NEW PATIENTS

Back pain affects about 90% of adults at some time in their lives and about 67% of adults experience neck pain. Back pain and neck pain are among the most common reasons for doctors visits and are major causes of disability, lost work days, and high healthcare costs.

Turning Spine Surgery on Its Side

When performing XLIF back surgery, your surgeon will approach your spine from the side of your body. You will be positioned on your side on the surgical table and two small incisions will be made. One of the incisions will be made on your side – this is the incision from which most of the surgery will be performed. Another incision will be made slightly behind the first, toward your back.

After you have been positioned, an x-ray will be taken to help your doctor precisely locate the operative space. Next, your skin will be marked at the site where the two small incisions will be made. Your surgeon will use the latest instrumentation to access the spine in a minimally disruptive manner. Disc preparation is the next step. This is done by removing the disc tissue, an action which allows the bones to be fused together. Several x-rays will be taken during this stage to ensure the preparation is correct. Once the disc has been prepared, the surgeon will then place a stabilizing implant into the space to restore the disc height and enable the spine to once again support necessary loads. Once in position, a final x-ray will be taken to confirm correct implant placement. In the event that further stabilization is necessary, the surgeon may choose to insert additional screws, rods, or plates into the vertebrae.

Conditions Treated by XLIF

Disc Degeneration

As we age, our intervertebral discs lose water content and become less able to hold the loads applied to them. This aging process is normal, but in some, it can cause back or leg symptoms due to loss of disc height and impingement of nerves. Many people suffer from a compromised quality of life due to disc degeneration. Spinal surgery can reduce motion between the vertebrae, adjust alignment, and restore proper disc height, alleviating pain. During the procedure, the surgeon removes most of the disc between the two vertebrae that are to be stabilized and implants a spacer to restore correct spinal alignment. The surgeon also implants bone-forming cells that bridge the space between the vertebrae and allow the bone to grow together. Increased stability and restoration of disc height often result in significant pain relief.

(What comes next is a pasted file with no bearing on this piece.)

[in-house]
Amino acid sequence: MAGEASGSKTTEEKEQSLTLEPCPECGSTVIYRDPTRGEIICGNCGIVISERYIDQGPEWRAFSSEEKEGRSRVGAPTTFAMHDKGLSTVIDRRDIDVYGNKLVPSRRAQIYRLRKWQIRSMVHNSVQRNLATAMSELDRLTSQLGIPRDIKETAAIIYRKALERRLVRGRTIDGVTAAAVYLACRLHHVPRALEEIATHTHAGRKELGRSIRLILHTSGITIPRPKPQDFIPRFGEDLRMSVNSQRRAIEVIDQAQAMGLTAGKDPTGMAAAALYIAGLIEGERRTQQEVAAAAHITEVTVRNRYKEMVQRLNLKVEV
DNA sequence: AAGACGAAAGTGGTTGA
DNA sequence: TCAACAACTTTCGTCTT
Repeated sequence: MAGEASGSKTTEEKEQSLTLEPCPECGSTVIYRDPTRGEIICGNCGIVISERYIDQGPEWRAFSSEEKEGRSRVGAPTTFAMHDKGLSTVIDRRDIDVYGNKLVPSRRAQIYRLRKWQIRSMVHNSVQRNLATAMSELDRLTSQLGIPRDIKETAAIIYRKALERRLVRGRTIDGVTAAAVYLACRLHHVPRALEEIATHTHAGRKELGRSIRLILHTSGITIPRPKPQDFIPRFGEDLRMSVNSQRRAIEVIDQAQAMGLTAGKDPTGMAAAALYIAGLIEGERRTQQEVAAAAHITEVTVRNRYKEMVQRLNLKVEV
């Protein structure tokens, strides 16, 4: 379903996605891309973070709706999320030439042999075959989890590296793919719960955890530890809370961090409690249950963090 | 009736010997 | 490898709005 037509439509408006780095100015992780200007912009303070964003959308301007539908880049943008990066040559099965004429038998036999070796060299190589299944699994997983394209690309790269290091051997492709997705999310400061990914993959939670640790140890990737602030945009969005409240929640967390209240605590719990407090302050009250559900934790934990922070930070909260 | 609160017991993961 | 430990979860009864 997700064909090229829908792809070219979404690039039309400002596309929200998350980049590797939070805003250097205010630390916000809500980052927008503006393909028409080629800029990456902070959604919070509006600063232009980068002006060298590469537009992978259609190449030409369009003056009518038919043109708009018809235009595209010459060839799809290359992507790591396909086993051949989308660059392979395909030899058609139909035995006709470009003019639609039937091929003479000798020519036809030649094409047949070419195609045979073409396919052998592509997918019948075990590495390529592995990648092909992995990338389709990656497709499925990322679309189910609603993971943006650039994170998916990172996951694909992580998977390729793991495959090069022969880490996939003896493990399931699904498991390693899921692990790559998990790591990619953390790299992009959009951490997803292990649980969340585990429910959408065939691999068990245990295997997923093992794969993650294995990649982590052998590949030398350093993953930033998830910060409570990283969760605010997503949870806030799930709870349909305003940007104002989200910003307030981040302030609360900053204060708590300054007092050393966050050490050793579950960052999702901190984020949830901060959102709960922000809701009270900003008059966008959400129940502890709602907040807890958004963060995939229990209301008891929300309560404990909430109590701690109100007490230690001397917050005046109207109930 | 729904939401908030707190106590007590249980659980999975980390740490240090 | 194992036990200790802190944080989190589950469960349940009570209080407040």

Spondylolisthesis

Spondylolisthesis is a condition where one vertebra has slipped forward over another due to degeneration of the intervertebral disc, resulting in instability. This misalignment can cause impingement of the nerves and/or fatigue of the back muscles. Spinal restoration surgery is done to reduce motion between the vertebrae, correct alignment, and restore disc height.

During the procedure, the surgeon removes most of the disc between the two bones that are to be stabilized and implants a spacer to restore correct spinal alignment. The surgeon also implants bone-forming cells that bridge the space between the vertebrae and allow the bone to grow together. Increased stability and restoration of disc height often result in significant pain relief.

Degenerative Scoliosis

Degenerative scoliosis is a medical condition where a right-left curvature of the spine develops, due to degeneration of the disc. This misalignment of the spine can cause back and/or leg pain, due to muscle fatigue and nerve impingement. Patients suffering from scoliosis often undergo back surgery to restore proper alignment and disc height.

During the procedure, the surgeon removes most of the disc between the two or more vertebrae that are to be stabilized and implants a spacer to restore correct spinal alignment. The surgeon also implants bone-forming cells that bridge the space between the vertebrae and allow the bone to grow together. Increased stability and restoration of alignment often result in significant pain relief.